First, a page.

Last week, Indian architect, urban planner, and educator Balkrishna Doshi was selected as the 2018 Pritzker Architecture Prize laureate. In light of this news, we wanted to share an episode from earlier this year featuring an interview with Doshi. — While…
Getty at 20: Christopher Hawthorne
Mar 7, 2018 • 56 min
The Getty Center is a campus that features modernist buildings, beautiful gardens, open spaces, and panoramic views of Los Angeles. Christopher Hawthorne, architecture critic at the Los Angeles Times, discusses the relationship between Richard Meier’s…
Getty at 20: Stephen Rountree
Feb 21, 2018 • 63 min
Stephen Rountree served as the director of the Getty building program, working closely with architect Richard Meier, Getty staff and committees, and neighborhood councils during the construction of the center. In this episode, Rountree talks about the…
Stephanie Schrader on Rembrandt and India
Jan 24, 2018 • 23 min
Included in Rembrandt’s prolific body of work is a series of twenty-five drawings inspired by paintings created by Mughal artists in India. How did Rembrandt come across Mughal images? Why did he make these drawings? These questions are at the heart of an…
Werner Busch on Adolph Menzel
Jan 10, 2018 • 40 min
Adolph Menzel was a 19th-century pioneer of German realism. His paintings, drawings, and prints capture reality with remarkable truth and atmosphere. In this episode, art historian Werner Busch discusses why there has been so little published about this…
Interviewing Anselm Kiefer
Dec 13, 2017 • 25 min
In this episode, an interview with German painter and sculptor Anselm Kiefer doesn’t go as planned. But all is not lost. Despite—or perhaps as a consequence of—the disruptions, a candid and thoughtful conversation ensues. Kiefer’s work confronts…
Golden Kingdoms: Luxury Arts in the Ancient Americas
Nov 29, 2017 • 56 min
Gold nose adornments, feather paintings, and beaded shell collars. These are some of the objects featured in the Getty’s current exhibition, “Golden Kingdoms: Luxury and Legacy in the Ancient Americas,” which traces the development of luxury arts in the…
The Making of an Exhibition Part 3
Nov 15, 2017 • 32 min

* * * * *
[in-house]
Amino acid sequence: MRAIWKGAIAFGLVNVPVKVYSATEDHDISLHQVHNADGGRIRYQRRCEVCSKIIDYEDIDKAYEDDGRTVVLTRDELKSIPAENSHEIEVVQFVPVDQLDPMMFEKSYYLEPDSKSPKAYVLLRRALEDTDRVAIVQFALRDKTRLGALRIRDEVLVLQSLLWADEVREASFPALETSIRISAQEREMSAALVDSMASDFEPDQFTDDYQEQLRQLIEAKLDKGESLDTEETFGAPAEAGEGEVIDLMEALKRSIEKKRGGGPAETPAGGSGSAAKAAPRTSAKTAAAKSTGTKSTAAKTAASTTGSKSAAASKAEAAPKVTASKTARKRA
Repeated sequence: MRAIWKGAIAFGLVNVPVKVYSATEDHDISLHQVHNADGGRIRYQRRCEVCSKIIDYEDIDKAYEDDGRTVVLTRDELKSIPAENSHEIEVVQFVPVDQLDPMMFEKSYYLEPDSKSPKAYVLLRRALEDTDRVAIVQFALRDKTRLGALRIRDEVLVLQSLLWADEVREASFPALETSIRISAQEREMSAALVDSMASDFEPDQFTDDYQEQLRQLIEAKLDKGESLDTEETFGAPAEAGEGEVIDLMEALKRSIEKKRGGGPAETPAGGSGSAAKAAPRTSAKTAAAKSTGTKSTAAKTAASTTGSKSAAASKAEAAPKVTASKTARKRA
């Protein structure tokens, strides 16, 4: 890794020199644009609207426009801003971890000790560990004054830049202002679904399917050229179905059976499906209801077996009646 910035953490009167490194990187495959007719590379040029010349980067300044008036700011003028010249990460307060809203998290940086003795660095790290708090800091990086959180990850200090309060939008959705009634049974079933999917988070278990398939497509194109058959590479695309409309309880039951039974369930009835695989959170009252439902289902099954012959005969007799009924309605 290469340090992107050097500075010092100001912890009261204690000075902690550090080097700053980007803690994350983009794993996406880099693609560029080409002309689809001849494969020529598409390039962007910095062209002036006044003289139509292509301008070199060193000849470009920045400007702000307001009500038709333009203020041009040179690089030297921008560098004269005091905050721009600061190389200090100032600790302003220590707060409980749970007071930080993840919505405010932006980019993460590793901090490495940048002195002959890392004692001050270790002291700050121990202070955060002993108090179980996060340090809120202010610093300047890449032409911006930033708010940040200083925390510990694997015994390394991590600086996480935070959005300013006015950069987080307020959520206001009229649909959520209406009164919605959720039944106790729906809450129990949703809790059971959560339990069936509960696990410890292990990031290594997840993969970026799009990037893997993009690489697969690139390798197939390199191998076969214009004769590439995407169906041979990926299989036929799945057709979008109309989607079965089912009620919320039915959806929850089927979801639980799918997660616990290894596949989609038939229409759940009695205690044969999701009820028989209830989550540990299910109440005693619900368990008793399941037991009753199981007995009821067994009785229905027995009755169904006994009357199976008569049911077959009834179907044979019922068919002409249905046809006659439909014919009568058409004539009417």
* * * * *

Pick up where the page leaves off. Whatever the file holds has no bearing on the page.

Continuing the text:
In September 2017 the Getty launched Pacific Standard Time: LA/LA, a regional exploration of Latin American and Latino art in dialogue with Los Angeles. In a three-part series, we hear about the development of one of the Getty exhibitions that is part of…
Jerald Podair on Dodger Stadium and Los Angeles
Nov 1, 2017 • 41 min
The year 2017 marks the 60th anniversary of the Dodgers’ move from Brooklyn to Los Angeles, and the 55th anniversary of the opening of Dodger Stadium. Jerald Podair, author of “City of Dreams: Dodger Stadium and the Birth of Modern Los Angeles,” tells the…
Walter Hopps: The Dream Colony
Oct 18, 2017 • 53 min
Walter Hopps was a legendary curator of contemporary art who revolutionized the museum realm with radical exhibitions and an enduring support for contemporary art and artists. Published earlier this year, “The Dream Colony: A Life in Art,” is an…
In the Galleries: Borghese-Windsor Cabinet and Bust of Pope Paul V
Oct 4, 2017 • 46 min
In the galleries of the Getty Museum are two works of art with an interesting connection. The first, a magnificent cabinet with intricate stone inlay, gilded statuettes, and an array of compartments and hidden drawers. The second, a commanding portrait…
Anka Muhlstein on Artists and Authors in 19th-Century France
Sep 20, 2017 • 35 min
The close relationships between artists and authors in 19th-century France is evidenced in the illustrious novels of Honoré de Balzac, Émile Zola, Marcel Proust, J. K. Huysmans, and Guy de Maupassant. These novelists wrote about painting, created painters…
Jackson Pollock’s “Mural” Part 2
Sep 6, 2017 • 33 min
Although Jackson Pollock’s iconic “Mural” (1943) may appear to have been swiftly executed, close examination of the paint and archival photographs reveals otherwise. In the second half of a two-part conversation, Laura Rivers and Yvonne Szafran,…
Jackson Pollock’s “Mural” Part 1